- City Fajr Shuruq Duhr Asr Magrib Isha
- Dubai 05:28 06:47 12:13 15:10 17:33 18:51
Iran said on Tuesday that the chief of the UN atomic watchdog is under "political pressure" when it comes to the Islamic republic's nuclear programme.
"It is clear that statements that are ambiguous or seek to create confusion are made under political pressure," foreign ministry spokesman Ramin Mehmanparast told reporters.
He was reacting to comments from International Atomic Energy Agency (IAEA) chief Yukiya Amano in an interview with the Washington Post newspaper published on Monday voicing concern over Iran's atomic programme.
"We have announced many times that our country's peaceful activities are within the frameworks of our rights and NPT (Non-Proliferation Treaty) and (IAEA) agency regulations," Mehmanparast added.
"All reports from the agency have confirmed that Iran has had no diversion from its peaceful path," the spokesman added.
Amano told the Post: "We receive information from various countries and collect information from our own sources that give us concern over the possible use of nuclear materials for military purposes, in the past and perhaps now."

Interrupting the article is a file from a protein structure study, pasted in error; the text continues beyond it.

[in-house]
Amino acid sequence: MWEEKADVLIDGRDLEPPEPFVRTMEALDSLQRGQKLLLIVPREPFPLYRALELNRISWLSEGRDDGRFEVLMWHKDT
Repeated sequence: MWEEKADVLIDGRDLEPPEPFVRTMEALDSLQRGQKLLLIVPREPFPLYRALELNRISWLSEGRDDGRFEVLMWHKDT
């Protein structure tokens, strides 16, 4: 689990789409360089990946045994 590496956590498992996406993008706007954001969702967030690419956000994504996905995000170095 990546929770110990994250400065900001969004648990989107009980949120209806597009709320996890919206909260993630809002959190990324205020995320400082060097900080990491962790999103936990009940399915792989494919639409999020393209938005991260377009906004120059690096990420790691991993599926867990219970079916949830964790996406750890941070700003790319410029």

But the IAEA did not have hard evidence implicating Tehran in nuclear bomb making. "We don't have a smoking gun. We have concerns."
Amano also said Tehran was making steady advances in enriching uranium. "Iran is somehow producing uranium enriched to 3.5 percent and 20 percent. They are producing it steadily, constantly.," he said.
Iran is at loggerheads with the West over its nuclear programme, especially the uranium enrichment drive. The latest round of nuclear talks between Tehran and world powers broke down in Istanbul in January.
Western powers led by the United States suspect Iran is masking a weapons drive under the guise of a civilian atomic programme, a charge strongly denied by Iran.
Tehran maintains that as a signatory to the NPT, it has the right to enrich uranium.
Iran is currently under four sets of UN sanctions and other unilateral punitive measures imposed by several countries, including the United States and European Union.
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